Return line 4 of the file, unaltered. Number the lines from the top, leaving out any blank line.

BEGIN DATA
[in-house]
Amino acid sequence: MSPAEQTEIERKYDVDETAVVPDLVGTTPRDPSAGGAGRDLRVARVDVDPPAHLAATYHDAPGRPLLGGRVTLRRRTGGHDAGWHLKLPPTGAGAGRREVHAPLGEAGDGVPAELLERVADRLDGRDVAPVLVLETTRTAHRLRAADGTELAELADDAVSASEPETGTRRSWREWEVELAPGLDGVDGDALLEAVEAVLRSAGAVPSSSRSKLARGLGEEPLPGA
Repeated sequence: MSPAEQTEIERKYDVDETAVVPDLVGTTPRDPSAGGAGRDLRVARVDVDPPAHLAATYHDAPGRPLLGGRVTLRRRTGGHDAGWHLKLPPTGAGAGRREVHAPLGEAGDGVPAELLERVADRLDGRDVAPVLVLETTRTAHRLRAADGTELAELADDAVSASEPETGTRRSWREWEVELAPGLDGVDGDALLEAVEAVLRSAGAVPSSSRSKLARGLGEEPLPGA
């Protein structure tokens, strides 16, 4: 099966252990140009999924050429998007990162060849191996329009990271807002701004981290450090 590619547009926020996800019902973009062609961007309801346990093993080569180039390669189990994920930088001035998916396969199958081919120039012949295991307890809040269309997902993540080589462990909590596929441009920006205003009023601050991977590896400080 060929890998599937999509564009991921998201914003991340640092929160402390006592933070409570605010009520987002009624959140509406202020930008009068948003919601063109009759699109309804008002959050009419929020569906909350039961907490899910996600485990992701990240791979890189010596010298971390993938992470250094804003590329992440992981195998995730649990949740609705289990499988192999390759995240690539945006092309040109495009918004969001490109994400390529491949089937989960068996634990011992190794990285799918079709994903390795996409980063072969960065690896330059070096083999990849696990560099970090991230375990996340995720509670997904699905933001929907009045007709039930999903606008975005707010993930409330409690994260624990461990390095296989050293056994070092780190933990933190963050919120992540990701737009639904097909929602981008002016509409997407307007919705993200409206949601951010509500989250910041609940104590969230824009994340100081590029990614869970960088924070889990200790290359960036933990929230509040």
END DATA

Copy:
């Protein structure tokens, strides 16, 4: 099966252990140009999924050429998007990162060849191996329009990271807002701004981290450090 590619547009926020996800019902973009062609961007309801346990093993080569180039390669189990994920930088001035998916396969199958081919120039012949295991307890809040269309997902993540080589462990909590596929441009920006205003009023601050991977590896400080 060929890998599937999509564009991921998201914003991340640092929160402390006592933070409570605010009520987002009624959140509406202020930008009068948003919601063109009759699109309804008002959050009419929020569906909350039961907490899910996600485990992701990240791979890189010596010298971390993938992470250094804003590329992440992981195998995730649990949740609705289990499988192999390759995240690539945006092309040109495009918004969001490109994400390529491949089937989960068996634990011992190794990285799918079709994903390795996409980063072969960065690896330059070096083999990849696990560099970090991230375990996340995720509670997904699905933001929907009045007709039930999903606008975005707010993930409330409690994260624990461990390095296989050293056994070092780190933990933190963050919120992540990701737009639904097909929602981008002016509409997407307007919705993200409206949601951010509500989250910041609940104590969230824009994340100081590029990614869970960088924070889990200790290359960036933990929230509040």